NYS Paid Family LeaveWhat to consider as you prepare

By Cindy Lawrence, HR Consultant

Employers are most likely already aware of New York State’s Paid Family Leave Program, effective January 1, 2018.  If an employer is required to provide Disability coverage, then they will also be required to provide Paid Family Leave to employees. Employers with even one employee will be required to comply with this new leave benefit, unlike the federal FMLA which only applies to employers with 50 or more employees in a 75 mile geographic range.  Below are areas for consideration and tips to assist you.


Paid leave will be available to full time employees who have worked 26 weeks in the 52 weeks preceding the first day of their leave.  Part time employees will also be eligible for paid leave benefits provided they have worked 175 days in the 52 weeks preceding the first day of their leave.

Tips & Considerations:

  • Do you currently use a standard other than 20 hours to differentiate between full time and part time classifications? Should you consider making your classifications consistent with PFL definitions?
  • If you employ part time employees, does your payroll or time and attendance system track days worked?
  • What is your strategy for staffing coverage when employees take PFL?

Reasons for Leave:

Paid leave will be available to employees as needed to care for or assist a family member with a serious health condition; bond with a newborn or adopted child during the first year after the birth or adoption; or to provide support when a family member is called to active military duty.

Tips & Considerations:

  • Look to your Disability insurance carrier to provide you with application and certification forms, along with guidance as to how they will administer and approve or deny leave requests.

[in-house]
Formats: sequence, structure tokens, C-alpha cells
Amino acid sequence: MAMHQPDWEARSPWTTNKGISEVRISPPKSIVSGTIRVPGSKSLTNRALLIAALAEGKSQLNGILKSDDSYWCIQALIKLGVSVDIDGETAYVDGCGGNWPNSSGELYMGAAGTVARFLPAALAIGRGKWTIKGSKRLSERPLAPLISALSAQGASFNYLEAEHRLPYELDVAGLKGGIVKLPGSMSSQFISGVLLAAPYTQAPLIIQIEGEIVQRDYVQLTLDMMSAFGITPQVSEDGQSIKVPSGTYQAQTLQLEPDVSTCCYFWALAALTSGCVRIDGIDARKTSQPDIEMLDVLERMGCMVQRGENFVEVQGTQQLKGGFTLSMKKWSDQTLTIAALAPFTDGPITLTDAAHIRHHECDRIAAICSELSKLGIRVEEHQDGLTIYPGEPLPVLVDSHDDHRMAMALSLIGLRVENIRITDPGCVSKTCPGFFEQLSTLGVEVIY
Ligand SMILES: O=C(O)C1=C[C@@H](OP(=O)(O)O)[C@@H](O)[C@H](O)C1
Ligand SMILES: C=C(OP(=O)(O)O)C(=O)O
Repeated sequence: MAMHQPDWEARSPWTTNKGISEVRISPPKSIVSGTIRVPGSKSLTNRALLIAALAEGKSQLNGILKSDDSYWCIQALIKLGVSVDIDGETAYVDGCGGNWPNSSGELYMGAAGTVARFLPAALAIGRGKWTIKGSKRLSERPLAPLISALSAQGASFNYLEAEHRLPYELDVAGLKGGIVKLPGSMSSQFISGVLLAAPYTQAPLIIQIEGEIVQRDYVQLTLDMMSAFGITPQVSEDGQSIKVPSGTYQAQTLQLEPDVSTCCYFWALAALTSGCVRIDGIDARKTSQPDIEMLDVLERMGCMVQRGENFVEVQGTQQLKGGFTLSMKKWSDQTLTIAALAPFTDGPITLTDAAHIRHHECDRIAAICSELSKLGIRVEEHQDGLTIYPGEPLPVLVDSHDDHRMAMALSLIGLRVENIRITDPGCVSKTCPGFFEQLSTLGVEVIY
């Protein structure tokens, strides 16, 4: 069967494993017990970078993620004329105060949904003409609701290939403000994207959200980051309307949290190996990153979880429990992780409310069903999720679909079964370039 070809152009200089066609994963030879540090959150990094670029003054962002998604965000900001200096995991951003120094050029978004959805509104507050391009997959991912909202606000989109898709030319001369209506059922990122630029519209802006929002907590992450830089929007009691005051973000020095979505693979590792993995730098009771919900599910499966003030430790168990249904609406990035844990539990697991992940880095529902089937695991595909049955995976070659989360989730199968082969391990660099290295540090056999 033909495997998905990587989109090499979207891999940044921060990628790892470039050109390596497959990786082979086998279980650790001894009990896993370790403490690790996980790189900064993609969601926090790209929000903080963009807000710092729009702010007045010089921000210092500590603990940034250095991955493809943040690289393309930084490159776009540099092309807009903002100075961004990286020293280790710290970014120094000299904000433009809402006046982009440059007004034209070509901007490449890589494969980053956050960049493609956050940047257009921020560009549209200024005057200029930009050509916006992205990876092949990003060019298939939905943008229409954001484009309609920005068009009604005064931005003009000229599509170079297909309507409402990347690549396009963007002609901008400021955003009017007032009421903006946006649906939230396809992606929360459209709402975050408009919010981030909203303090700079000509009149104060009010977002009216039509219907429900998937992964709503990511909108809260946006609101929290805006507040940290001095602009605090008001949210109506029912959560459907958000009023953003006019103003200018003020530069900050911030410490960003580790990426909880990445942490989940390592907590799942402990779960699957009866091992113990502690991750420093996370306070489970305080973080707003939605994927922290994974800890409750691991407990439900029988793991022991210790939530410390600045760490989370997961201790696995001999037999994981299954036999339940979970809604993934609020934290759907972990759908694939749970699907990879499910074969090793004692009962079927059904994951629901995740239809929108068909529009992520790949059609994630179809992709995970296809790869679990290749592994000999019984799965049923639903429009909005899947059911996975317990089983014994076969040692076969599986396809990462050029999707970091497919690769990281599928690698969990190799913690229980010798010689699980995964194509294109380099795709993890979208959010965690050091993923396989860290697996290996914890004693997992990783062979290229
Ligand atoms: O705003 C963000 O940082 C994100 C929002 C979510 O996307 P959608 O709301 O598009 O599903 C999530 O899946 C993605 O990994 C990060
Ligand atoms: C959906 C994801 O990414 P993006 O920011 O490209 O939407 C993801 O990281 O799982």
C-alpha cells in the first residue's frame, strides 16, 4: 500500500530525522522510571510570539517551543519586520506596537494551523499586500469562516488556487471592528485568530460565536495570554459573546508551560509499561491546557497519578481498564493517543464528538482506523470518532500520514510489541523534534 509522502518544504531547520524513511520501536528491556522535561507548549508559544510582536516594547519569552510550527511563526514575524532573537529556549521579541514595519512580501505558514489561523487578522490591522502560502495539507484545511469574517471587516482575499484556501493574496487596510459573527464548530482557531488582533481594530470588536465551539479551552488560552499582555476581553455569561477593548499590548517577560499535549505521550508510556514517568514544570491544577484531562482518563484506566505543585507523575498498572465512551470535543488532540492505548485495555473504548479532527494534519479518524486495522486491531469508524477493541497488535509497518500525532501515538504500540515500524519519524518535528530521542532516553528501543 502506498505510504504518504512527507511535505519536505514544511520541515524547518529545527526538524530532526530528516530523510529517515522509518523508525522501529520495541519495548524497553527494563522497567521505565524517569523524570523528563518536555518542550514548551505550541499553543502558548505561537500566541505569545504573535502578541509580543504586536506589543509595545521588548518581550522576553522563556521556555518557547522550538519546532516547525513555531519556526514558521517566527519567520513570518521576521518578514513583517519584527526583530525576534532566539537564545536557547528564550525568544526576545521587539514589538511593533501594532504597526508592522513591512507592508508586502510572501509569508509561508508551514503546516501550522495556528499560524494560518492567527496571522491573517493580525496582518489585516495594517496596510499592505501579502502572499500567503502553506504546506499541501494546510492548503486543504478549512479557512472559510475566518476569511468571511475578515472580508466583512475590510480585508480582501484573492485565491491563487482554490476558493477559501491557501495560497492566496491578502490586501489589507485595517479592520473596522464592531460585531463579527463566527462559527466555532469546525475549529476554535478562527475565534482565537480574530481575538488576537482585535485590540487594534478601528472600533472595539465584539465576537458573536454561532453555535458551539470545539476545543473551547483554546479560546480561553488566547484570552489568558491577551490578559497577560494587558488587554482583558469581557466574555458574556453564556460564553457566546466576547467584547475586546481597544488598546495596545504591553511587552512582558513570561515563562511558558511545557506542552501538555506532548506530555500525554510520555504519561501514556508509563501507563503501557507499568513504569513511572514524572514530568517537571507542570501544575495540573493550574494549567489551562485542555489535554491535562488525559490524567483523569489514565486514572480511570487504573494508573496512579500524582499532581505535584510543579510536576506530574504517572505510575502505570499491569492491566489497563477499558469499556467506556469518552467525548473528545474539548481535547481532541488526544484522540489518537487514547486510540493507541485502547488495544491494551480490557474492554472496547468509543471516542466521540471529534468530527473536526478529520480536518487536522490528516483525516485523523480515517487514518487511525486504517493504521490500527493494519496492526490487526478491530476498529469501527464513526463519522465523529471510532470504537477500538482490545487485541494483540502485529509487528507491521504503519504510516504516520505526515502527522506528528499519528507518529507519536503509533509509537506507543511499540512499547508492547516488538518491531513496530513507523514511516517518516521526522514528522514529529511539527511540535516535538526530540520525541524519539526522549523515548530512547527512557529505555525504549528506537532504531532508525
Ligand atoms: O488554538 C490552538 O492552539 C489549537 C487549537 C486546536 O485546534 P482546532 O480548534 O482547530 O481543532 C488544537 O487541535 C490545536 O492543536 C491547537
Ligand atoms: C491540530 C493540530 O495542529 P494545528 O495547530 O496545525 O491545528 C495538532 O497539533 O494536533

• The employer portion of the application for benefits must be completed and returned to the employee within 3 business days. How will you handle turning around these requests (and documenting that you have done so) in a timely manner?

Amount of Benefit and Length of Leave:

Paid leave benefits will be phased in, starting at 50% of the employee’s average weekly wage (AWW), with a cap that correlates to the state’s AWW (set annually) for a period of 8 weeks.  In 2021 the benefits will max out at 67% of the employee’s AWW, for a period of 12 weeks.

Tips & Considerations:

  • Be prepared to designate leaves as covered under both PFL and FMLA concurrently.  Otherwise you risk the employee “stacking” their leaves. Using leaves consecutively could result in a total of 20 weeks at the start of the program (8 weeks paid under PFL and 12 weeks unpaid under FMLA if you have > 50 employees), up to 24 weeks in 2021.
  • How will you integrate paid time off under PFL with your existing time off policies?

Who pays for the program?

Employee payroll deductions fund the program.  The deduction amount is set at 0.126% of the employee’s weekly gross wage, with a cap based on the state determined AWW. Employers may pay the premiums instead of making payroll deductions, if they wish. Deductions may have been taken starting July 1, 2017; most employers will start deductions January 1, 2018.

Tips & Considerations:

  • Do you have hourly employees whose gross pay may vary from week to week? Is your payroll system set up to calculate these deductions automatically?  Does your system calculate out to 3 decimal places?
  • Are you going to take deductions from employees? When will these deductions start? How will you notify employees of the payroll deduction? Will you hold educational meetings?
  • You may NOT take deductions retroactively so make sure you start them in a timely manner.

Employee Rights and Notification

Employers must update their Employment Manuals to include this policy.  Employers must post the NYS provided poster for employees to be aware of their rights and how to access the paid leave. Similar to FMLA, PFL requires the continuation of the employee’s health insurance during leave (unless the employee wishes to drop coverage) as well as restoring the employee to their position (or an equivalent one) upon their return from leave.

Tips & Considerations:

  • Have you developed or published your PFL policy, or are you preparing to do so?
  • NY State will be releasing their Notification of Rights poster.  Watch for it so that you can post it.  (Hopefully it will be released prior to January 1!)
  • If you haven’t been subject to FMLA requirements in the past, are you prepared to handle the extension of employee health insurance coverage and job protection?


If any of these considerations have you concerned, your ESC HR Consultant can assist you in preparing your organization for implementation of the NYS Paid Family Leave.  To attend one of our Paid Family Leave Seminars, contact us for a list of upcoming dates so that we can do our best to reserve a spot for you.